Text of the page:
Friday 10/10/14- A three-judge panel of the 11th U.S. Circuit Court of Appeals overturned a ruling last year by Tallahassee-based District Judge Robert Hinkle who ruled that the law would lead to violations of HIPAA, which prevents disclosure of personal medical information. The appeals court, however, ruled that the law does not violate requirements aimed at protecting patient privacy. The specific controversy surrounds the part of the law that would allow “ex parte communications” in medical-malpractice cases and the requirement that patients sign authorizations allowing ex parte communications. An ex parte communication would allow a doctor’s defense attorney to receive personal health information about the patient involved in the case, without the patient’s attorney being present. In the 36-page decision by 11th U.S. Circuit Court of Appeals Judges Frank Hull, Stanley Marcus and James Hill, the appeals court disagreed with District Judge Robert Hinkle, pointing in part, to the authorization forms that would be signed by patients. The decision stated, “Murphy, (the plaintiff/patient in the case) and others like him, voluntarily choose to seek redress for grievances through Florida’s judicial system.” “By enacting (the section of the malpractice law), the state conditioned an individual’s ability to use a state-provided resource to advance medical negligence claims, — the state judicial system — upon that individual’s executing a limited HIPAA authorization in a form that complies with HIPAA’s requirements. An individual retains the choice whether to file suit, and therefore whether to sign the authorization form.”
The ex-parte communications issue was a hot topic during Florida’s 2013 Legislative Session, with plaintiffs’ attorneys fighting the proposal and saying it would trample patient privacy. Supporters of the law argued it was a fairness issue, because ex-parte communications would give defense attorneys access to information that plaintiffs’ attorneys already can review. Also, the supporters said the information could help defense attorneys make decisions more quickly about whether to settle or proceed with cases. Even with the decision by the U.S. Court of Appeals, we wonder whether this is the last we will see of this issue. We think perhaps not.
We Have a Ways to go, But Flood Insurance Solutions Getting Closer
Many of you followed intently the journey of Florida’s flood insurance legislation that ultimately was signed this year by the governor (Senate Bill 542). We at LMA worked closely, and very hard, with Senator Jeff Brandes (R-Pinellas/Hillsborough) (who is in a November re-election bid and our firm whole heartedly supports him) and a team of insurance professionals, to ensure the bill’s passage. Senator Brandes was the champion of this bill for many reasons, not the least of which is that he never wanted to see again what happened when the federal government decided to reform the National Flood Insurance Program over the past 24 months. Senator Brandes, like so many of us, realized the facts: that Florida has 2 million of NFIP’s 5.5 million flood policies; that the federal government’s attempts at managing risks, pricing risks, and forecasting risks can be drastically improved (admittedly so by NFIP administrators); and, that while NFIP runs a deficit, passing legislation that imparts tremendous sticker shock on its insureds isn’t the answer. The bill provides incredible consumer protections, as well as a framework for interested insurers and their agents to explore writing primary flood insurance policies in the admitted market. An important part of the bill addresses the use of flood and surge risk models. To that end, the Florida Commission on Hurricane Loss Projection Methodology (“Commission”), chaired by statistician Lori Medders, PhD, FSU’s Director of the Storm Risk Management Center, adopted a plan recently to produce draft standards for new flood loss models by the end of 2015, with formal standards by the end of 2016. The bill has no restrictions on how modelers are to create their flood model platforms and as one commission member pointed out, the commission shouldn’t attempt to tell them. There was agreement that flood loss models would stand alone from hurricane loss models. Jack Nicholson, Chief Operating Officer, Florida Hurricane Catastrophe Fund will chair a standards drafting committee for purposes of reviewing standards prior to commission approval. See Dr. Nicholson’s 35 slide PowerPoint presentation HERE. Other members of the commission and drafting committee are Floyd Yeager, actuary and member of the Cat Fund Advisory Council; Steve Burgess, Insurance Consumer Advocate, State of Florida; Dr. Randy Dumm, insurance finance expert, FSU; Barry Gilway, President and Chief Operating Officer, Citizens Property Insurance Corporation; Brian Koon, Director, Florida Division of Emergency Management; Robert Lee, actuary, Florida Office of Insurance Regulation; Dr. Forrest Masters, licensed structural engineer, UF faculty member; Dr. Jainendra Naviakha, computer system design expert, Florida International University faculty; Kristin Piltzecker, actuary; and, Dr. Hugh Willoughby, meteorologist, Florida International University. The draft standards (see initial draft HERE) will be included in the Commission’s Report of Activities (ROA), which will be released at the end of 2015. The formal standards will be developed throughout 2016 and must be in place by July 1, 2017. SB 542 requires that the modeling commission adopt the new flood loss standards by July 1, 2017, and that actual models then be certified for flood insurance rate filing purposes after July 1, 2019, with reviews every two years to ensure continual compliance with the standards.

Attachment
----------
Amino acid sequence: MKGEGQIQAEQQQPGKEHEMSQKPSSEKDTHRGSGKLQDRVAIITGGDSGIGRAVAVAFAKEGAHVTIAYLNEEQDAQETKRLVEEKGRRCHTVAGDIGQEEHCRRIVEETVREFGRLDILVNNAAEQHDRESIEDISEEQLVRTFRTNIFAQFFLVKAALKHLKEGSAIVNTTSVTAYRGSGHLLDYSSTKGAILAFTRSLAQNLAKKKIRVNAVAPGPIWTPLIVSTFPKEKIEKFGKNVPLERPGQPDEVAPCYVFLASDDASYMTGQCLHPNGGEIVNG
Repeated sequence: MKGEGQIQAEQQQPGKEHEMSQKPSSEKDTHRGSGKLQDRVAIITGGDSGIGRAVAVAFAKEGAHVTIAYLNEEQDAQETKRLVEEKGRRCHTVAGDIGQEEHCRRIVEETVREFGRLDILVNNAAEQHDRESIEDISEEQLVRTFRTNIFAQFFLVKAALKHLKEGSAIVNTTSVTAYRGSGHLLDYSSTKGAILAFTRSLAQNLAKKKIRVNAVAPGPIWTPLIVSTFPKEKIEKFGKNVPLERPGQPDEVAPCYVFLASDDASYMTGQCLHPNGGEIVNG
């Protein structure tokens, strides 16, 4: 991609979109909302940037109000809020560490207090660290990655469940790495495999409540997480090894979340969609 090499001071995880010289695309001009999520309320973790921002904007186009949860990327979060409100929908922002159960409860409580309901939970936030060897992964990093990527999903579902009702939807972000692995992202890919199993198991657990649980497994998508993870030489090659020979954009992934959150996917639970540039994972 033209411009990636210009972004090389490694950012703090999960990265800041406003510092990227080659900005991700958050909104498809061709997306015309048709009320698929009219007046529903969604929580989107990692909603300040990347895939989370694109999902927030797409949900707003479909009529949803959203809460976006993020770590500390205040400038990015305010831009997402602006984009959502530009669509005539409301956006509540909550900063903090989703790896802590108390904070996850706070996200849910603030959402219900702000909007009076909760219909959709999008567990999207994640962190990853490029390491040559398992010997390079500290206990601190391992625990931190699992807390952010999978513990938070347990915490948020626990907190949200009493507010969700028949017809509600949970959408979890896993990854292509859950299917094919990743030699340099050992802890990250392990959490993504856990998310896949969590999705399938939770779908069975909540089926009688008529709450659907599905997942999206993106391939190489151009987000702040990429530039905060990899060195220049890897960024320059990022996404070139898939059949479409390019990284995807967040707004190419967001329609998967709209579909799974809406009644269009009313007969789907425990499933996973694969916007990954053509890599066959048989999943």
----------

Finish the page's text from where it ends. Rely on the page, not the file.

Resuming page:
I, like many of you, recall the days where there were no models. Old fashioned underwriting and gut instincts were used to decide if and how a risk was put on the books and we have a feeling that here may be lots of that going on with this emerging primary, private flood insurance market. Let us know if you want to brainstorm!
Next Time we Visit it will be November 3
It will be a crazy, busy next two weeks in our shop, as in yours, as we move toward the general election and of course, the holidays that are right upon us. The summer sure flew by and we have put our vacation memories behind us as we jumped right in to the last quarter of the year and then, 2015. Can it really be 15 years since that “oh so scary” Y2K event! Just goes to show us how quickly time does move along and how important it is to appreciate and live each day to the absolute fullest.
Have some fun and we’ll see you soon…..Lisa